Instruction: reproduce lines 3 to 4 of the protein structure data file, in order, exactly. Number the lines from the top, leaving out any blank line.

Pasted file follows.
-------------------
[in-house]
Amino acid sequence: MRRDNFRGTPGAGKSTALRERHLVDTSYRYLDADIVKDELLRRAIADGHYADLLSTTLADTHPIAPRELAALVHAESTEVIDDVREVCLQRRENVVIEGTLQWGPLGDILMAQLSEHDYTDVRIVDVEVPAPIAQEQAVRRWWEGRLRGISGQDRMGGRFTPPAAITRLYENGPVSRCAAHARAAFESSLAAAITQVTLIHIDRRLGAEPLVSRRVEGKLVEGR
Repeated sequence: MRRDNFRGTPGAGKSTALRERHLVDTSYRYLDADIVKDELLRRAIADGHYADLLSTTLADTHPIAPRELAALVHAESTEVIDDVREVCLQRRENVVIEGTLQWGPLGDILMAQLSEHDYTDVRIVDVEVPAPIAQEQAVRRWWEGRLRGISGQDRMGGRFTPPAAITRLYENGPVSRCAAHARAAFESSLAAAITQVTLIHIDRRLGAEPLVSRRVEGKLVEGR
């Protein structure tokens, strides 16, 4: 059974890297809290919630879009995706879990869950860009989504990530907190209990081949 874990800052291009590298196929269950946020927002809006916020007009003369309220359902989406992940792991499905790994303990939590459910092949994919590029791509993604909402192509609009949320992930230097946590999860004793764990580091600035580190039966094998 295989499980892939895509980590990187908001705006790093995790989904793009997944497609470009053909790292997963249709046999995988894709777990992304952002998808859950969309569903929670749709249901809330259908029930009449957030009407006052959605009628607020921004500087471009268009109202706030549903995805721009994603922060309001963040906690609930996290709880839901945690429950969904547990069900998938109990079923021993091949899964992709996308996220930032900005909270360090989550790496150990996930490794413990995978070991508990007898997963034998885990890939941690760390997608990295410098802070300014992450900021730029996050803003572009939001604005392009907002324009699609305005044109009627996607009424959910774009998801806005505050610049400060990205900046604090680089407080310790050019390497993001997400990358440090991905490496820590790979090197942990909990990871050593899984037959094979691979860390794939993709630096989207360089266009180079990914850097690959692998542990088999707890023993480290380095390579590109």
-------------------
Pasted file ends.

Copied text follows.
Repeated sequence: MRRDNFRGTPGAGKSTALRERHLVDTSYRYLDADIVKDELLRRAIADGHYADLLSTTLADTHPIAPRELAALVHAESTEVIDDVREVCLQRRENVVIEGTLQWGPLGDILMAQLSEHDYTDVRIVDVEVPAPIAQEQAVRRWWEGRLRGISGQDRMGGRFTPPAAITRLYENGPVSRCAAHARAAFESSLAAAITQVTLIHIDRRLGAEPLVSRRVEGKLVEGR
């Protein structure tokens, strides 16, 4: 059974890297809290919630879009995706879990869950860009989504990530907190209990081949 874990800052291009590298196929269950946020927002809006916020007009003369309220359902989406992940792991499905790994303990939590459910092949994919590029791509993604909402192509609009949320992930230097946590999860004793764990580091600035580190039966094998 295989499980892939895509980590990187908001705006790093995790989904793009997944497609470009053909790292997963249709046999995988894709777990992304952002998808859950969309569903929670749709249901809330259908029930009449957030009407006052959605009628607020921004500087471009268009109202706030549903995805721009994603922060309001963040906690609930996290709880839901945690429950969904547990069900998938109990079923021993091949899964992709996308996220930032900005909270360090989550790496150990996930490794413990995978070991508990007898997963034998885990890939941690760390997608990295410098802070300014992450900021730029996050803003572009939001604005392009907002324009699609305005044109009627996607009424959910774009998801806005505050610049400060990205900046604090680089407080310790050019390497993001997400990358440090991905490496820590790979090197942990909990990871050593899984037959094979691979860390794939993709630096989207360089266009180079990914850097690959692998542990088999707890023993480290380095390579590109």